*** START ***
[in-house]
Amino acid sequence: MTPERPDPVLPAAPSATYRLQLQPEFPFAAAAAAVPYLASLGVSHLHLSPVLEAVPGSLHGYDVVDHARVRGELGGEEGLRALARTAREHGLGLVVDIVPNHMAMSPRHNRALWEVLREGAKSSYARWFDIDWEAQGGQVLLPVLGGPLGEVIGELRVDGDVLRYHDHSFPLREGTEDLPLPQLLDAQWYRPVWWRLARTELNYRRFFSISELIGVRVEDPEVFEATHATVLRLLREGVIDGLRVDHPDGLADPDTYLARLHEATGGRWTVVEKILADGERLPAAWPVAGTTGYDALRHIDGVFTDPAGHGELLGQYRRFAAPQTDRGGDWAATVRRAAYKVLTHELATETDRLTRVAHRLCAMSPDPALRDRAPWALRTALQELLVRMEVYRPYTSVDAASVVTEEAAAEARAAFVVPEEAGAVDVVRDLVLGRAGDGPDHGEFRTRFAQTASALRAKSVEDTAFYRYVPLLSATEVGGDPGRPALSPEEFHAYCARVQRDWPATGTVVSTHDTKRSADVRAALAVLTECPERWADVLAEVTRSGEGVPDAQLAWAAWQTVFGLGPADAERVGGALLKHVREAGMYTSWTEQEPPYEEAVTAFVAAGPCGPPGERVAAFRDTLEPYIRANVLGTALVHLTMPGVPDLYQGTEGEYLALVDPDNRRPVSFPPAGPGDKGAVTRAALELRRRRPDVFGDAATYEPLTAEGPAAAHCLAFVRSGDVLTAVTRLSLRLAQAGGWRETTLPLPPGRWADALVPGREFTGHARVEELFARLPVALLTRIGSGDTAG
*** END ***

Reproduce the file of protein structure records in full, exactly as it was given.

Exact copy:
[in-house]
Amino acid sequence: MTPERPDPVLPAAPSATYRLQLQPEFPFAAAAAAVPYLASLGVSHLHLSPVLEAVPGSLHGYDVVDHARVRGELGGEEGLRALARTAREHGLGLVVDIVPNHMAMSPRHNRALWEVLREGAKSSYARWFDIDWEAQGGQVLLPVLGGPLGEVIGELRVDGDVLRYHDHSFPLREGTEDLPLPQLLDAQWYRPVWWRLARTELNYRRFFSISELIGVRVEDPEVFEATHATVLRLLREGVIDGLRVDHPDGLADPDTYLARLHEATGGRWTVVEKILADGERLPAAWPVAGTTGYDALRHIDGVFTDPAGHGELLGQYRRFAAPQTDRGGDWAATVRRAAYKVLTHELATETDRLTRVAHRLCAMSPDPALRDRAPWALRTALQELLVRMEVYRPYTSVDAASVVTEEAAAEARAAFVVPEEAGAVDVVRDLVLGRAGDGPDHGEFRTRFAQTASALRAKSVEDTAFYRYVPLLSATEVGGDPGRPALSPEEFHAYCARVQRDWPATGTVVSTHDTKRSADVRAALAVLTECPERWADVLAEVTRSGEGVPDAQLAWAAWQTVFGLGPADAERVGGALLKHVREAGMYTSWTEQEPPYEEAVTAFVAAGPCGPPGERVAAFRDTLEPYIRANVLGTALVHLTMPGVPDLYQGTEGEYLALVDPDNRRPVSFPPAGPGDKGAVTRAALELRRRRPDVFGDAATYEPLTAEGPAAAHCLAFVRSGDVLTAVTRLSLRLAQAGGWRETTLPLPPGRWADALVPGREFTGHARVEELFARLPVALLTRIGSGDTAG